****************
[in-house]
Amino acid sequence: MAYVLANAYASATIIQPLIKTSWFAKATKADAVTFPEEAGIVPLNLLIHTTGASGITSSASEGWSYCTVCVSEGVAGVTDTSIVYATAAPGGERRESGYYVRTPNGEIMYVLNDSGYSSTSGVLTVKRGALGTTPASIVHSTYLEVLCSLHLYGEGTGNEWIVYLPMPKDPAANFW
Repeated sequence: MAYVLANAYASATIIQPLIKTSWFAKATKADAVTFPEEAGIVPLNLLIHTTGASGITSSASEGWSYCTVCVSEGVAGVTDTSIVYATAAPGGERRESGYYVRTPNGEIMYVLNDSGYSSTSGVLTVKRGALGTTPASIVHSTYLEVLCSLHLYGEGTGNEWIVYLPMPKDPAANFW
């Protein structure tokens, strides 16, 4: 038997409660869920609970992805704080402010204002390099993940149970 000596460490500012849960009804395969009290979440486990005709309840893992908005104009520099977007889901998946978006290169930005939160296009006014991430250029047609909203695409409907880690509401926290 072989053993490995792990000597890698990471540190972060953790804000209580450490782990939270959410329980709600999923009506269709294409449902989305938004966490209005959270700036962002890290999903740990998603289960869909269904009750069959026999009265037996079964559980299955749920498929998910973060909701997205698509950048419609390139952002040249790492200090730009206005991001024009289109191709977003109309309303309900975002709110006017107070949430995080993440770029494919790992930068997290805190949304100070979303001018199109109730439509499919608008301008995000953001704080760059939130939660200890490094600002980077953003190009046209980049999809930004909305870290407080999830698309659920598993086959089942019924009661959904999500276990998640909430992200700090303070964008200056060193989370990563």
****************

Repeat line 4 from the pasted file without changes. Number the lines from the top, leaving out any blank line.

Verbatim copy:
């Protein structure tokens, strides 16, 4: 038997409660869920609970992805704080402010204002390099993940149970 000596460490500012849960009804395969009290979440486990005709309840893992908005104009520099977007889901998946978006290169930005939160296009006014991430250029047609909203695409409907880690509401926290 072989053993490995792990000597890698990471540190972060953790804000209580450490782990939270959410329980709600999923009506269709294409449902989305938004966490209005959270700036962002890290999903740990998603289960869909269904009750069959026999009265037996079964559980299955749920498929998910973060909701997205698509950048419609390139952002040249790492200090730009206005991001024009289109191709977003109309309303309900975002709110006017107070949430995080993440770029494919790992930068997290805190949304100070979303001018199109109730439509499919608008301008995000953001704080760059939130939660200890490094600002980077953003190009046209980049999809930004909305870290407080999830698309659920598993086959089942019924009661959904999500276990998640909430992200700090303070964008200056060193989370990563």